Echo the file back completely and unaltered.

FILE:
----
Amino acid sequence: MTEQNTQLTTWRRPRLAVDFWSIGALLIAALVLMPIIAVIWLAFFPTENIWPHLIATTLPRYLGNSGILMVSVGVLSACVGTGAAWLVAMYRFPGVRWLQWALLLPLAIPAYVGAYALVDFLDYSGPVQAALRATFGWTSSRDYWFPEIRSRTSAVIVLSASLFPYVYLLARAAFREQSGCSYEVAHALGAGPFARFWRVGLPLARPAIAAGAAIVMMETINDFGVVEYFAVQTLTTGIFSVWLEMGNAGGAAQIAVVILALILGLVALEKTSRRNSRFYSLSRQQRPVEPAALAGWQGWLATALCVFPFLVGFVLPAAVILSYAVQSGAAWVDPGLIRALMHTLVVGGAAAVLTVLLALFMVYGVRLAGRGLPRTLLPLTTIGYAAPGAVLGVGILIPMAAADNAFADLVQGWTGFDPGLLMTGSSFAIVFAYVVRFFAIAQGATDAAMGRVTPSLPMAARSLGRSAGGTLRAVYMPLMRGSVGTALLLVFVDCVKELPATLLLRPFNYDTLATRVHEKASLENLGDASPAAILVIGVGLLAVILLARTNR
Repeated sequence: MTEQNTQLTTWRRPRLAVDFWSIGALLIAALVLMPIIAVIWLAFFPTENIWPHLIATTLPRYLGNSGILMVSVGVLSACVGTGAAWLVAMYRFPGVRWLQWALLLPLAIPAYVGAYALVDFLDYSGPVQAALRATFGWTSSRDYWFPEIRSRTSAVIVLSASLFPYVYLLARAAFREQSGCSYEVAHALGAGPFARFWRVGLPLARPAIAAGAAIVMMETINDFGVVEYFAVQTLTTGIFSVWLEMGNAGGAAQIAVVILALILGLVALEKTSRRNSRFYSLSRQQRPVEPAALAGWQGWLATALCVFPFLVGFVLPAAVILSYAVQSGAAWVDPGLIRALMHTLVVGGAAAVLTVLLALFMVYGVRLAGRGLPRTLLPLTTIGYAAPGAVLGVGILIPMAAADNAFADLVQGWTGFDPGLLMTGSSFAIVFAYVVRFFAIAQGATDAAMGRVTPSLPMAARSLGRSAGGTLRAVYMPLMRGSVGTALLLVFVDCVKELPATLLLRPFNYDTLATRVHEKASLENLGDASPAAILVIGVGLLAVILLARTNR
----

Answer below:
Amino acid sequence: MTEQNTQLTTWRRPRLAVDFWSIGALLIAALVLMPIIAVIWLAFFPTENIWPHLIATTLPRYLGNSGILMVSVGVLSACVGTGAAWLVAMYRFPGVRWLQWALLLPLAIPAYVGAYALVDFLDYSGPVQAALRATFGWTSSRDYWFPEIRSRTSAVIVLSASLFPYVYLLARAAFREQSGCSYEVAHALGAGPFARFWRVGLPLARPAIAAGAAIVMMETINDFGVVEYFAVQTLTTGIFSVWLEMGNAGGAAQIAVVILALILGLVALEKTSRRNSRFYSLSRQQRPVEPAALAGWQGWLATALCVFPFLVGFVLPAAVILSYAVQSGAAWVDPGLIRALMHTLVVGGAAAVLTVLLALFMVYGVRLAGRGLPRTLLPLTTIGYAAPGAVLGVGILIPMAAADNAFADLVQGWTGFDPGLLMTGSSFAIVFAYVVRFFAIAQGATDAAMGRVTPSLPMAARSLGRSAGGTLRAVYMPLMRGSVGTALLLVFVDCVKELPATLLLRPFNYDTLATRVHEKASLENLGDASPAAILVIGVGLLAVILLARTNR
Repeated sequence: MTEQNTQLTTWRRPRLAVDFWSIGALLIAALVLMPIIAVIWLAFFPTENIWPHLIATTLPRYLGNSGILMVSVGVLSACVGTGAAWLVAMYRFPGVRWLQWALLLPLAIPAYVGAYALVDFLDYSGPVQAALRATFGWTSSRDYWFPEIRSRTSAVIVLSASLFPYVYLLARAAFREQSGCSYEVAHALGAGPFARFWRVGLPLARPAIAAGAAIVMMETINDFGVVEYFAVQTLTTGIFSVWLEMGNAGGAAQIAVVILALILGLVALEKTSRRNSRFYSLSRQQRPVEPAALAGWQGWLATALCVFPFLVGFVLPAAVILSYAVQSGAAWVDPGLIRALMHTLVVGGAAAVLTVLLALFMVYGVRLAGRGLPRTLLPLTTIGYAAPGAVLGVGILIPMAAADNAFADLVQGWTGFDPGLLMTGSSFAIVFAYVVRFFAIAQGATDAAMGRVTPSLPMAARSLGRSAGGTLRAVYMPLMRGSVGTALLLVFVDCVKELPATLLLRPFNYDTLATRVHEKASLENLGDASPAAILVIGVGLLAVILLARTNR